Skip to Content

Safety Panel Warns NASA Over Commercial Launchers

An independent review says the safety of commercial launch vehicles must be assessed.
January 20, 2010

In the next couple weeks the Obama administration will make a decision on the future of U.S. human spaceflight. Now, the Aerospace Safety Advisory Panel (ASAP), an independent panel that has been evaluating NASA’s safety performance and advising the agency since 1968, has published its annual report, which questions the safety of using commercial launch vehicles to put astronauts in space.

In 2009, an independent committee, the Augustine Panel, was commissioned to review the current U.S. human spaceflight program and to provide recommendations to the administration. The panel’s final report implied that NASA should abandon its new rocket, Ares I, which is being built to ferry astronauts into orbit after the space shuttles retire. Instead, the panel said NASA should rely on the commercial sector to carry both crew and cargo into low Earth orbit.

ASAP states that NASA’s program for the development of commercial systems, called Commercial Orbital Transportation Services (COTS), is absent of a human-rating process. So far, the agency has only awarded contracts to two companies, SpaceX and Orbital Sciences, for the development of systems to carry cargo. ASAP is also concerned about NASA’s lack of assessing the safety of these systems.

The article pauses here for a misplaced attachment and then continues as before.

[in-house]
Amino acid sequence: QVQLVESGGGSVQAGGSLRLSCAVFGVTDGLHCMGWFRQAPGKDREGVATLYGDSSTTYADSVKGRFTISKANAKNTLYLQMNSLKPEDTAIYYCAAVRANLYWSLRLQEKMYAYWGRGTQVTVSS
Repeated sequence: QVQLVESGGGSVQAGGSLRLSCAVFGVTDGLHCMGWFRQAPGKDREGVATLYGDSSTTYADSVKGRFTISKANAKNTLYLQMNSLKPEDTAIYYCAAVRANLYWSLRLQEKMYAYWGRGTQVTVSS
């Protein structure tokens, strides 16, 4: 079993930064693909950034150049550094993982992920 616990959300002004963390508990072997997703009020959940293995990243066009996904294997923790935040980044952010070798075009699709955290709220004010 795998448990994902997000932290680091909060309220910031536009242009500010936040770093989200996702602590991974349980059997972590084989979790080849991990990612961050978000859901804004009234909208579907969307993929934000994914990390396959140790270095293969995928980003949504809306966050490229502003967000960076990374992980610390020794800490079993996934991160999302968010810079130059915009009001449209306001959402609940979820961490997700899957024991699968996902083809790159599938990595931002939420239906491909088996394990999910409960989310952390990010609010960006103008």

According to the ASAP report, “switching from a well-designed, safety-optimized system to commercially-developed vehicles based on nothing more than unsubstantiated claims would seem a poor choice. Before any change is made to another architecture, the inherent safety of that approach must be assessed to ensure that it offers a level of safety equal to or greater than the program of record.”

Keep Reading

Most Popular

Here’s how a Twitter engineer says it will break in the coming weeks

One insider says the company’s current staffing isn’t able to sustain the platform.

Technology that lets us “speak” to our dead relatives has arrived. Are we ready?

Digital clones of the people we love could forever change how we grieve.

How to befriend a crow

I watched a bunch of crows on TikTok and now I'm trying to connect with some local birds.

Starlink signals can be reverse-engineered to work like GPS—whether SpaceX likes it or not

Elon said no thanks to using his mega-constellation for navigation. Researchers went ahead anyway.

Stay connected

Illustration by Rose Wong

Get the latest updates from
MIT Technology Review

Discover special offers, top stories, upcoming events, and more.

Thank you for submitting your email!

Explore more newsletters

It looks like something went wrong.

We’re having trouble saving your preferences. Try refreshing this page and updating them one more time. If you continue to get this message, reach out to us at customer-service@technologyreview.com with a list of newsletters you’d like to receive.